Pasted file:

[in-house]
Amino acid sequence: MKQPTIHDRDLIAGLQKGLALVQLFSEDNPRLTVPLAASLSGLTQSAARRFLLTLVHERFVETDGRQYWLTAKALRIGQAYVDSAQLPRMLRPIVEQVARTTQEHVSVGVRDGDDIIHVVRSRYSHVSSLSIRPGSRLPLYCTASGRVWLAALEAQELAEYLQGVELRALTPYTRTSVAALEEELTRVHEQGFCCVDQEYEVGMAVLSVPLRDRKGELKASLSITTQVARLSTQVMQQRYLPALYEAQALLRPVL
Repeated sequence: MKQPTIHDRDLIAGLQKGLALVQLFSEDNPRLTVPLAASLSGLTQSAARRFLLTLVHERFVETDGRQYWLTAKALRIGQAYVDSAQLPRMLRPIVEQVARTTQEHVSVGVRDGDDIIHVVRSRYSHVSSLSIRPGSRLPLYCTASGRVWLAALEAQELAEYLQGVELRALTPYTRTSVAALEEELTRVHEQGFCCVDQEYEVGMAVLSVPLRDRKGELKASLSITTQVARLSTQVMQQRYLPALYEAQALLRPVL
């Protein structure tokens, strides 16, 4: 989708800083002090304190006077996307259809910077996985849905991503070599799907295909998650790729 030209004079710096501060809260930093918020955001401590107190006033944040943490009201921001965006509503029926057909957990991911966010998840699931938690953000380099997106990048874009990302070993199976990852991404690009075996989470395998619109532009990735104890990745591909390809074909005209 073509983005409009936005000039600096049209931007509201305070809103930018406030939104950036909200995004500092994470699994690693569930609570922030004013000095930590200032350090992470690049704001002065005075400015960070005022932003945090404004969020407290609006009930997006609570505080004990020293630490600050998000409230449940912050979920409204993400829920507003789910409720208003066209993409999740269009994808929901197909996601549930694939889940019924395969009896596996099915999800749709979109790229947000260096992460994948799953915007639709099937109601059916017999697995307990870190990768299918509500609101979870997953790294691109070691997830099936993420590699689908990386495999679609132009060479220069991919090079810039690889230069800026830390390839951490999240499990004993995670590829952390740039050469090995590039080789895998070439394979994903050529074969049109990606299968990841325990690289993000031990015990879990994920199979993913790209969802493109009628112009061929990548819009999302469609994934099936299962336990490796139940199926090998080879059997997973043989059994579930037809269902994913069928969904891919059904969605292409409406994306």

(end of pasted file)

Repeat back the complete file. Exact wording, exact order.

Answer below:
[in-house]
Amino acid sequence: MKQPTIHDRDLIAGLQKGLALVQLFSEDNPRLTVPLAASLSGLTQSAARRFLLTLVHERFVETDGRQYWLTAKALRIGQAYVDSAQLPRMLRPIVEQVARTTQEHVSVGVRDGDDIIHVVRSRYSHVSSLSIRPGSRLPLYCTASGRVWLAALEAQELAEYLQGVELRALTPYTRTSVAALEEELTRVHEQGFCCVDQEYEVGMAVLSVPLRDRKGELKASLSITTQVARLSTQVMQQRYLPALYEAQALLRPVL
Repeated sequence: MKQPTIHDRDLIAGLQKGLALVQLFSEDNPRLTVPLAASLSGLTQSAARRFLLTLVHERFVETDGRQYWLTAKALRIGQAYVDSAQLPRMLRPIVEQVARTTQEHVSVGVRDGDDIIHVVRSRYSHVSSLSIRPGSRLPLYCTASGRVWLAALEAQELAEYLQGVELRALTPYTRTSVAALEEELTRVHEQGFCCVDQEYEVGMAVLSVPLRDRKGELKASLSITTQVARLSTQVMQQRYLPALYEAQALLRPVL
């Protein structure tokens, strides 16, 4: 989708800083002090304190006077996307259809910077996985849905991503070599799907295909998650790729 030209004079710096501060809260930093918020955001401590107190006033944040943490009201921001965006509503029926057909957990991911966010998840699931938690953000380099997106990048874009990302070993199976990852991404690009075996989470395998619109532009990735104890990745591909390809074909005209 073509983005409009936005000039600096049209931007509201305070809103930018406030939104950036909200995004500092994470699994690693569930609570922030004013000095930590200032350090992470690049704001002065005075400015960070005022932003945090404004969020407290609006009930997006609570505080004990020293630490600050998000409230449940912050979920409204993400829920507003789910409720208003066209993409999740269009994808929901197909996601549930694939889940019924395969009896596996099915999800749709979109790229947000260096992460994948799953915007639709099937109601059916017999697995307990870190990768299918509500609101979870997953790294691109070691997830099936993420590699689908990386495999679609132009060479220069991919090079810039690889230069800026830390390839951490999240499990004993995670590829952390740039050469090995590039080789895998070439394979994903050529074969049109990606299968990841325990690289993000031990015990879990994920199979993913790209969802493109009628112009061929990548819009999302469609994934099936299962336990490796139940199926090998080879059997997973043989059994579930037809269902994913069928969904891919059904969605292409409406994306």